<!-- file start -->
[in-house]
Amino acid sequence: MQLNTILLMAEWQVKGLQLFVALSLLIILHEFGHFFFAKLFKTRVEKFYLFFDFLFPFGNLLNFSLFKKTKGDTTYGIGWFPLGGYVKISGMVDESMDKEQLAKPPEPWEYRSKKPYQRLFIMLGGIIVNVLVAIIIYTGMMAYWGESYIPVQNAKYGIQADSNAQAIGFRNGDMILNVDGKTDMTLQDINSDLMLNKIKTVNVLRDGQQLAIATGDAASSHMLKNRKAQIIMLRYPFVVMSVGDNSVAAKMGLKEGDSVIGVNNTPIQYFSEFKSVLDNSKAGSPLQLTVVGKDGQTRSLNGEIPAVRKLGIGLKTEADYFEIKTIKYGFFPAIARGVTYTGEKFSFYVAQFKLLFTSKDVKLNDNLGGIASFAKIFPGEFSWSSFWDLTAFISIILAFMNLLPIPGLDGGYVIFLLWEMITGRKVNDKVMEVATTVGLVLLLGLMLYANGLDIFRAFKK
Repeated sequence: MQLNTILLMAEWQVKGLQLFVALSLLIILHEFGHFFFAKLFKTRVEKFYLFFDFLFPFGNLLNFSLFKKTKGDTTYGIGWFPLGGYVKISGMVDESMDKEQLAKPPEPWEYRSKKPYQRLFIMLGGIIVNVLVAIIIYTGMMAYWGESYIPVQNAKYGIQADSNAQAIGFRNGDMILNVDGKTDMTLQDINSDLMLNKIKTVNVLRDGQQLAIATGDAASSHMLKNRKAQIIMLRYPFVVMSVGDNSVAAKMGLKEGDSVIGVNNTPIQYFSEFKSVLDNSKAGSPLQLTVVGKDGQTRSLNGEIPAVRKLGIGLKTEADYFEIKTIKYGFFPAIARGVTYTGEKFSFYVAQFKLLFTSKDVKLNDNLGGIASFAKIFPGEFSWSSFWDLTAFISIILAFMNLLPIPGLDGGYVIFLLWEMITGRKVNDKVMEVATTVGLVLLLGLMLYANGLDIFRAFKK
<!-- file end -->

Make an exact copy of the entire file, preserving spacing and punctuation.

[in-house]
Amino acid sequence: MQLNTILLMAEWQVKGLQLFVALSLLIILHEFGHFFFAKLFKTRVEKFYLFFDFLFPFGNLLNFSLFKKTKGDTTYGIGWFPLGGYVKISGMVDESMDKEQLAKPPEPWEYRSKKPYQRLFIMLGGIIVNVLVAIIIYTGMMAYWGESYIPVQNAKYGIQADSNAQAIGFRNGDMILNVDGKTDMTLQDINSDLMLNKIKTVNVLRDGQQLAIATGDAASSHMLKNRKAQIIMLRYPFVVMSVGDNSVAAKMGLKEGDSVIGVNNTPIQYFSEFKSVLDNSKAGSPLQLTVVGKDGQTRSLNGEIPAVRKLGIGLKTEADYFEIKTIKYGFFPAIARGVTYTGEKFSFYVAQFKLLFTSKDVKLNDNLGGIASFAKIFPGEFSWSSFWDLTAFISIILAFMNLLPIPGLDGGYVIFLLWEMITGRKVNDKVMEVATTVGLVLLLGLMLYANGLDIFRAFKK
Repeated sequence: MQLNTILLMAEWQVKGLQLFVALSLLIILHEFGHFFFAKLFKTRVEKFYLFFDFLFPFGNLLNFSLFKKTKGDTTYGIGWFPLGGYVKISGMVDESMDKEQLAKPPEPWEYRSKKPYQRLFIMLGGIIVNVLVAIIIYTGMMAYWGESYIPVQNAKYGIQADSNAQAIGFRNGDMILNVDGKTDMTLQDINSDLMLNKIKTVNVLRDGQQLAIATGDAASSHMLKNRKAQIIMLRYPFVVMSVGDNSVAAKMGLKEGDSVIGVNNTPIQYFSEFKSVLDNSKAGSPLQLTVVGKDGQTRSLNGEIPAVRKLGIGLKTEADYFEIKTIKYGFFPAIARGVTYTGEKFSFYVAQFKLLFTSKDVKLNDNLGGIASFAKIFPGEFSWSSFWDLTAFISIILAFMNLLPIPGLDGGYVIFLLWEMITGRKVNDKVMEVATTVGLVLLLGLMLYANGLDIFRAFKK